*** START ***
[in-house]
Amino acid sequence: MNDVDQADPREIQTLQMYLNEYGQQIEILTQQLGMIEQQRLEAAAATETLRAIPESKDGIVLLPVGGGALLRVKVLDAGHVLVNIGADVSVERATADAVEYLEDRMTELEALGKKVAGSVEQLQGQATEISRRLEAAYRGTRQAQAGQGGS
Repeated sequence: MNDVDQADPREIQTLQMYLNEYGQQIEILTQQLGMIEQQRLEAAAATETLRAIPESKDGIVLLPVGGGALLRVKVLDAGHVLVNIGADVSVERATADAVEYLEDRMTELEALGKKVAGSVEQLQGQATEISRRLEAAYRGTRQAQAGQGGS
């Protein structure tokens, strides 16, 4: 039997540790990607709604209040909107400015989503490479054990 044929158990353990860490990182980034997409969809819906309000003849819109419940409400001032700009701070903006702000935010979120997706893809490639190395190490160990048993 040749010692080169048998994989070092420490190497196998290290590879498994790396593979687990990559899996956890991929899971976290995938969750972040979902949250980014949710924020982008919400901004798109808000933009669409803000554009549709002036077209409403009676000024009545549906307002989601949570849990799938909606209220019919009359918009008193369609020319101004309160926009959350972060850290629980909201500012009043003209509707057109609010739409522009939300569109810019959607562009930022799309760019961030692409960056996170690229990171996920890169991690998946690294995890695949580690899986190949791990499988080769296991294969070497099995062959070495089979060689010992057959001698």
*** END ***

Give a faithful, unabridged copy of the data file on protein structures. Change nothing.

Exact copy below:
[in-house]
Amino acid sequence: MNDVDQADPREIQTLQMYLNEYGQQIEILTQQLGMIEQQRLEAAAATETLRAIPESKDGIVLLPVGGGALLRVKVLDAGHVLVNIGADVSVERATADAVEYLEDRMTELEALGKKVAGSVEQLQGQATEISRRLEAAYRGTRQAQAGQGGS
Repeated sequence: MNDVDQADPREIQTLQMYLNEYGQQIEILTQQLGMIEQQRLEAAAATETLRAIPESKDGIVLLPVGGGALLRVKVLDAGHVLVNIGADVSVERATADAVEYLEDRMTELEALGKKVAGSVEQLQGQATEISRRLEAAYRGTRQAQAGQGGS
């Protein structure tokens, strides 16, 4: 039997540790990607709604209040909107400015989503490479054990 044929158990353990860490990182980034997409969809819906309000003849819109419940409400001032700009701070903006702000935010979120997706893809490639190395190490160990048993 040749010692080169048998994989070092420490190497196998290290590879498994790396593979687990990559899996956890991929899971976290995938969750972040979902949250980014949710924020982008919400901004798109808000933009669409803000554009549709002036077209409403009676000024009545549906307002989601949570849990799938909606209220019919009359918009008193369609020319101004309160926009959350972060850290629980909201500012009043003209509707057109609010739409522009939300569109810019959607562009930022799309760019961030692409960056996170690229990171996920890169991690998946690294995890695949580690899986190949791990499988080769296991294969070497099995062959070495089979060689010992057959001698």